Guest column by Joseph Byrd
There was a time when comic books and graphic novels seemed like old-fashioned forms of fiction and entertainment. However, thanks in large part to a modern film industry that’s become obsessed with adapting these comics and novels, a whole new generation has become attached to them. Really, it’s been a gradual but fascinating development in popular fiction.
It begins with the films themselves. Since Iron Man debuted in 2008, the movie industry has been utterly dominated by superhero cinema. The Marvel Cinematic Universe now consists of over 10 films and will only grow larger in the years to come. This article reveals that the upcoming Avengers: Infinity War (due out in 2018) will include a whopping 67 characters from Marvel Comics. And it’s not just Marvel bringing comics to life on the big screen. DC Comics adaptations provide regular competition, and there have even been other prominent examples not related to the two publishing giants. For instance, popular 2010 superhero comedy Kick-Ass was based on a comic published by Icon (which to be fair is a Marvel affiliate), and movies like Sin City and 300 were based on Frank Miller works published by Dark Horse Comics. All of these films have helped to spark a renewed interest in source material among modern fans.
It’s also become particularly helpful that a number of the most prominent superhero movies have been based on very specific comics or graphic novels. For example, while a given Spider-Man movie might pull elements from several different comics and origin stories, some projects have essentially adapted screenplays from individual editions. This list ranked Frank Miller’s 1986 novel The Dark Knight Rises as the single best graphic novel out there, and millions of fans have now come to know it nearly 30 years later through the film of the same name. Likewise, Marvel has seemingly made a clearer effort to connect its own movies to specific projects. The aforementioned Infinity War movie will be based on a six-issue series of comics published in the ’90s, and this spring’s Captain America: Civil War actually pulls its story from one of the more modern chapters of Marvel lore, published in 2006-07. As long as movies remain so deeply rooted in comics, they’ll continue to spark new interest for younger generations.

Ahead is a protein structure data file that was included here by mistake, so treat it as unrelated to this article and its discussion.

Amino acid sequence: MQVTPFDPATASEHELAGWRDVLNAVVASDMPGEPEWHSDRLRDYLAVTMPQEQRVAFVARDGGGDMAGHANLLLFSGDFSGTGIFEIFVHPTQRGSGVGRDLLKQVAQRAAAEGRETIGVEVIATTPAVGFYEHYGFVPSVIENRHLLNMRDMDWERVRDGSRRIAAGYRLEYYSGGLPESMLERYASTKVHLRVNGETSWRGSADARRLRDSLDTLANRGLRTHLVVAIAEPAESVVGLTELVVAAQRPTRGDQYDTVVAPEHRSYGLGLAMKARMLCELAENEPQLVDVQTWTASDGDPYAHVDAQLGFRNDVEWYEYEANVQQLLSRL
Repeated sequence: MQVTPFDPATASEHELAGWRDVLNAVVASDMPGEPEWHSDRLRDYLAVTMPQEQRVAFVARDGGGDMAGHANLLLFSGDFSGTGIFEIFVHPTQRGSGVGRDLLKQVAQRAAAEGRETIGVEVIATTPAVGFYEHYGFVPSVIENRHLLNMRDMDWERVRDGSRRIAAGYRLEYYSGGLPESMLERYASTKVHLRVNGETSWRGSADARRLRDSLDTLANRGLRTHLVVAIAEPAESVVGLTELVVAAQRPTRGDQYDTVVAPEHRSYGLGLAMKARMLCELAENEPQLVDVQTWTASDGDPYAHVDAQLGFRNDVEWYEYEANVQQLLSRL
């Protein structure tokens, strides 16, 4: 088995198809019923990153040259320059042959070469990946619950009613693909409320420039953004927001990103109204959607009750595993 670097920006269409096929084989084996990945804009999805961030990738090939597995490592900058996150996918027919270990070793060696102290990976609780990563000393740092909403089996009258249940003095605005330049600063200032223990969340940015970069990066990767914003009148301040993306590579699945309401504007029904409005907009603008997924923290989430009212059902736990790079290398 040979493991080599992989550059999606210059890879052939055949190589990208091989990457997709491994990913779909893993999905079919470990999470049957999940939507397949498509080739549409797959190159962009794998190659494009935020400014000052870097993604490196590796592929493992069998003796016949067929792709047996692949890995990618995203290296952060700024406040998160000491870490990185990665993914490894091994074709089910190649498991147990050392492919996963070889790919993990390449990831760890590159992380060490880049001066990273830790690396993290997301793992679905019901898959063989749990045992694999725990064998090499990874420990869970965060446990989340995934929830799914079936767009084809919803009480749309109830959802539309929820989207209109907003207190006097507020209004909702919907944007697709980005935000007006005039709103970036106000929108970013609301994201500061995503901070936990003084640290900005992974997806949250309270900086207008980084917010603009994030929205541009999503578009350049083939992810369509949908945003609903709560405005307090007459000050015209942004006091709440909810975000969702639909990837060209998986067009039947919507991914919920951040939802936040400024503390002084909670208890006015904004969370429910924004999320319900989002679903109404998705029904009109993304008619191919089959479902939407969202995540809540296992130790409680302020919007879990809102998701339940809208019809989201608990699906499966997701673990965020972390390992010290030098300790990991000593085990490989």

But it’s not solely the movies that are helping to spread the word about some of the great comics and graphic novels out there. The gaming industry has also played a major role, largely through famous console-based titles like those in the Arkham Asylum series (which took its inspiration from a Grant Morrison graphic novel). But other areas in gaming have embraced the popularity of comic book characters, and in doing so helped to reach out to alternative audiences. This site is best known for catering to fans of casual casino games through offering a range of bingo, roulette and poker options to suit the genre. However, it’s also expanded to include slot and arcade games that invoke images and character names from popular comics and graphic novels. Iron Man and Batman are directly used, an “Amazon Queen” game implies a Wonder Woman connection, and even the Spartan 300 are used as thematic material for a game.